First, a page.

Posts Tagged ‘book reviews’

Book Review: The Troop by Nick Cutter

Published by Kirsten on July 18th, 2014 - in Uncategorized

The Troop by Nick Cutter

Gallery Books, 2014

ISBN-13: 978-1-4767-1771-5

Available: Hardcover, paperback, Kindle edition


This story is an experience in terror. A very hungry stranger arrives in the town of Lower Montague, Prince Edward Island. The man becomes the talk of the town for eating huge quantities of food. The man then steals a boat and heads to a small island where Scoutmaster Tim Riggs and five scouts are having their annual weekend camping trip. The boys are all good friends and they get along with Scoutmaster Tim, as they call him, but Tim has a bad feeling about the camping trip this year.


After dinner, the boys go to their cabin to tell ghost stories. All the typical characters are present: there’s Kent, the popular one, son of the police chief in town; Newton, the nerd; Shelly, the odd one; Max, the boy next door; and Ephraim, the tough guy. While they’re talking, the stranger arrives on the small island. Scoutmaster Tim meets the man, who begs for help and food. Although Tim is afraid of the stranger, and feels there is something very wrong with him, Tim feels it is his duty to help, because in addition to being the Scoutmaster, he is also the town doctor. To make things worse, Tim’s never never seen anything quite like this stranger — he’s a genetically-altered nightmare.


Later that night, a storm comes in, and all hell breaks loose. Through no fault of their own, the boys are left all alone. One by one they must assess their situations, and are forced to do things that no one should ever have to do as they fight to survive and get home. What will happen as the scouts are faced with the elements, their own fears and suspicions, and the possibility of injury and infection?


This book gives the reader a perfect build-up of human horror. The stranger is just a guy who is down on his luck so agreed to submit to medical experiments in exchange for cash; a scary scenario in itself, and a situation with some real-life basis. The boys are all realistically written, and the reader can easily sympathize with their fear, doubt, and anger at what happens to them. The Troop is a very good, highly intense read. Highly recommended for adult readers.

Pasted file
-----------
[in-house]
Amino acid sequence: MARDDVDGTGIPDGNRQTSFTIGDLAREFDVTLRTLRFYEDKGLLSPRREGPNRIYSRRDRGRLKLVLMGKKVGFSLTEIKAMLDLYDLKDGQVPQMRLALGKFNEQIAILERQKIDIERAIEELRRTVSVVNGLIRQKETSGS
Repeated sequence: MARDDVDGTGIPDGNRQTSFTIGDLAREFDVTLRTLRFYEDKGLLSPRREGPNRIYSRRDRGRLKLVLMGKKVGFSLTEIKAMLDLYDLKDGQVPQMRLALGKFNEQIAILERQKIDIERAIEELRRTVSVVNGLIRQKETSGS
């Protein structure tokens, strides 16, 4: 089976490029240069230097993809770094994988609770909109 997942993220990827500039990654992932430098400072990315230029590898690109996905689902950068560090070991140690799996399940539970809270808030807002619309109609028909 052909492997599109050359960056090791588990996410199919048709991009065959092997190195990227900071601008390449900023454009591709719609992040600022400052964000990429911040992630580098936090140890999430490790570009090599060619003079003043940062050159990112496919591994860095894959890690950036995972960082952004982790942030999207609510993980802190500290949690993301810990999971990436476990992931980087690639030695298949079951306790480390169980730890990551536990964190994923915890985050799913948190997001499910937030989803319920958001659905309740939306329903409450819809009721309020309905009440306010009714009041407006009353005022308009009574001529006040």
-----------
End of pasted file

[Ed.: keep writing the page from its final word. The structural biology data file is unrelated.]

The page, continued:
Contains: violence and death, violence involving children

Reviewed by Diana Lord

Book Review: The Colony: Renegades by Michaelbrent Collings

Published by Kirsten on July 16th, 2014 - in Uncategorized

The Colony: Renegades by Michaelbrent Collings

CreateSpace Independent Publishing Platform, 2013

ISBN-13: 978-1492896456

Available: Paperback, Kindle edition, Audible Book


High school teacher Ken Strickland has seen the world come to an end– zombies are taking over. Ken, along with some fellow survivors and friends, Dorcas, Aaron, and Christopher, have gone to the Bank One building to save Ken’s family. While riding the elevator up to the 9th floor, the group encounters a nightmare from which there is no waking up.

These are not old fashioned zombies…they work together to hunt victims, trapping them in webs and vomiting acid. Ken finally finds his family– snagged in a zombie-web. They are all there and alive: his wife, Maggie; their son, Derek; their daughter, Hope; and Liz, the baby. He also finds two others yet uneaten: a man named Buck, and his mother. The band of survivors have to make their way out of the building, fighting zombies all the way.

This is Book 2 in The Colony saga, and it rocks. The plot keeps you in total suspense, guessing what’s going to happen, and you feel as if you are there with the characters, trapped in the building, fighting for your survival. I’ll be waiting with bells on for the conclusion of this exciting series. Recommended for high school and older.

Contains: zombie violence, gore, graphic description of dead bodies, mild profanity, lots of death.

Reviewed by Diana Lord

Book Review: Darling by Brad Hodson

Published by Kirsten on July 16th, 2014 - in Uncategorized

Darling by Brad C. Hodson

Bad Moon Books, 2012

ISBN-13: 978-0-9884478-1-3

Available: Used paperback, Kindle edition


At its heart, Darling is a classic haunted house novel. It doesn’t cross genres, or break any daring new ground, but that’s okay. It centers around Raynham Place, an apartment complex built on land that has a history of violence and death going back more than a century; t was the site of a Civil War battlefield, and then became a tuberculosis hospital. This setting might sound like old hat, but it is created with style and unfolds perfectly within the plot. Although the story takes place in the present, the classic haunted atmosphere has a great 80′s horror novel feel— similar to books published under Dell’s Abyss imprint (I loved many novels in that line…reading this novel is like slipping on a favorite old shirt.)


The story begins when Dennis decides that his younger friend, Mike, move into Raynham Place. Once in the building, they start to notice strange things afoot. The behavior of the main characters begins to change, and the building’s past is slowly divulged. Hodson’s timely uncovering of the elements of his plot, from the background of the building, to the personal history between the main characters, is carefully revealed to perfect effect. This extended suspense, combined with Hodson’s gift for super creepy tone, makes the whole thing work perfectly. Darling is an excellent horror novel, and readers who are looking for a fresh voice telling classic-style horror tales have a new author to check out. Highly recommended.


Contains: violence and psychological terror.

Reviewed by David Agranoff